Tag: Terry Notary

Rise of the Planet of the Apes (2011)

Rise of the Planet of the Apes (2011)

You’ll believe an ape can talk in this brilliant relaunch of a franchise that had become a joke

Director: Rupert Wyatt

Cast: Andy Serkis (Caesar), James Franco (Dr Will Rodman), Freida Pinto (Dr Caroline Aranha), John Lithgow (Charles Rodman), Brian Cox (John Landon), Tom Felton (Dodge Landon), David Oyelowo (Steven Jacobs), Terry Notary (Rocket/Bright Eyes), Karin Konoval (Maurice), Richard Ridings (Buck)

It was always a concept some found hard to take seriously. Actors, in heavy make-up, pretending to the Ape masters of Planet Earth. It didn’t help that, after the first few films in the Planet of the Apes franchise the quality took a complete nosedive. Quite a lot for Rise of the Planet of the Apes to overcome: could it take this staple of popular culture and make it not only not a joke, but something people actually wanted to see? Well yes it certainly could. Rise is an intelligent, cinematically rich, surprisingly low-key and brilliantly done relaunch.

It has the advantage of course of decades of special-effects development. Gone are the days of Roddy McDowell in a monkey suit. Now motion capture can literally transform an actor into a chimp. In a way that other Planet of the Apes films never could, it can make the Apes the centre of the film. And if you are going to call for an actor who can help you bring life to a motion capture created character, who else are you going to call but Andy Serkis?

Serkis plays Caesar, the ape who (those of us familiar with the franchise know) will become the founder of the Ape civilisation. The first Ape who stood up and said “No”. He’s the son of Bright Eyes, a chimp who receives ALZ-112, an experimental drug designed to cure Alzheimer’s. Its invented by Dr Will Rodman (James Franco), desperate to cure his father Charles (John Lithgow). The experiment goes wrong and Bright Eyes is killed – but not before giving birth to Caesar, who inherits unnatural levels of intelligence from the drug. Will protects and raises Caesar, treating him as a son. But when Caesar is taken from Will and placed in an abusive ape sanctuary, he begins to see it as his mission to help his fellow apes. The revolution starts here.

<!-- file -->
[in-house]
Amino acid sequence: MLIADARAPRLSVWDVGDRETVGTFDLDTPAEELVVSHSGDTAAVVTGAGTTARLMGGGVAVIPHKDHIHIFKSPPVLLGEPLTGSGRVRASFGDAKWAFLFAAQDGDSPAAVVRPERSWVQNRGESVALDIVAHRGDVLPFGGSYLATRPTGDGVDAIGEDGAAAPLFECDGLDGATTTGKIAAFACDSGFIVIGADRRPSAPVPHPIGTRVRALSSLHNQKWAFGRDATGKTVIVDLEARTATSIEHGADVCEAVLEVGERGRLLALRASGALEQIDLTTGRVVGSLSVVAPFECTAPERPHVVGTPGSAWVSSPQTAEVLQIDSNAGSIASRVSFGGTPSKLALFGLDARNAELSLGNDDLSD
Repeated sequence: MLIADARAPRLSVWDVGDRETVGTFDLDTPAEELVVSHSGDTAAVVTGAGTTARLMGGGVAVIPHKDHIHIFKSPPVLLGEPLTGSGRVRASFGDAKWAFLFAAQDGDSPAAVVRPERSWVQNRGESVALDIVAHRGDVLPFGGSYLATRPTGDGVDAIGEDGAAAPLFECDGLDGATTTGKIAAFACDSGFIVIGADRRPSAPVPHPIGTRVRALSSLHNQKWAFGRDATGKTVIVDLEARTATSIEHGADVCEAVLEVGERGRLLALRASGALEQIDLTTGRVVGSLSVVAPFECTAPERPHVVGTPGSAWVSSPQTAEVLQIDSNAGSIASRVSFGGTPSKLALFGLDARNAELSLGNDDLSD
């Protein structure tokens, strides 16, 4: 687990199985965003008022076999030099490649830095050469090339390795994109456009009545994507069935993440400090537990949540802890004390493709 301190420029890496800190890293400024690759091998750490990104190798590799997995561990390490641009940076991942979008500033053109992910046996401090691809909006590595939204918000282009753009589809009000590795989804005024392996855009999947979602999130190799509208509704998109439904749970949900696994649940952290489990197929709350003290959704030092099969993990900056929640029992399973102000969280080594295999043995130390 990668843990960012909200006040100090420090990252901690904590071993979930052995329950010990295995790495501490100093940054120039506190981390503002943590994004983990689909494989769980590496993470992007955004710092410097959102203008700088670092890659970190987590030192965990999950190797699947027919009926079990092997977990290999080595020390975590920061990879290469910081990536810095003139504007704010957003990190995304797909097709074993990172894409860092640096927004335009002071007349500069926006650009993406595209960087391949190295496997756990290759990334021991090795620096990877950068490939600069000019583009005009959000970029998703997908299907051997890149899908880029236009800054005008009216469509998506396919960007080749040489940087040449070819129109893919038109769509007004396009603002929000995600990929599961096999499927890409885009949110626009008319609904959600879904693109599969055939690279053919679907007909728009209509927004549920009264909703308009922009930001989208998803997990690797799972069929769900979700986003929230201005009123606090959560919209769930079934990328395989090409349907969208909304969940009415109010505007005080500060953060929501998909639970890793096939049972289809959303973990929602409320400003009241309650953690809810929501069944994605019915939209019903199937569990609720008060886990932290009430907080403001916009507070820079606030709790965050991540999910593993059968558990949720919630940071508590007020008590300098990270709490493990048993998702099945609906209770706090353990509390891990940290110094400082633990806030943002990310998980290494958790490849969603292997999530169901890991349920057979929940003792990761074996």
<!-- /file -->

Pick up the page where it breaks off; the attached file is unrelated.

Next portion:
Rise – for all it has a computer effect in almost every frame – works because it is small-scale intimate story. For a film full of nothing but effects, it feels remarkably like a sort of sci-fi relationship drama. It’s effectively about a child learning to become a man and find his own destiny, leaving behind a loving (but ineffective) father who, unknowingly, is blocking his progress, to stand as his own man (or rather ape). The motion capture is so stunningly well-done you forget that you are looking at a special effect for in almost every frame, and instead accept Caesar as our lead character.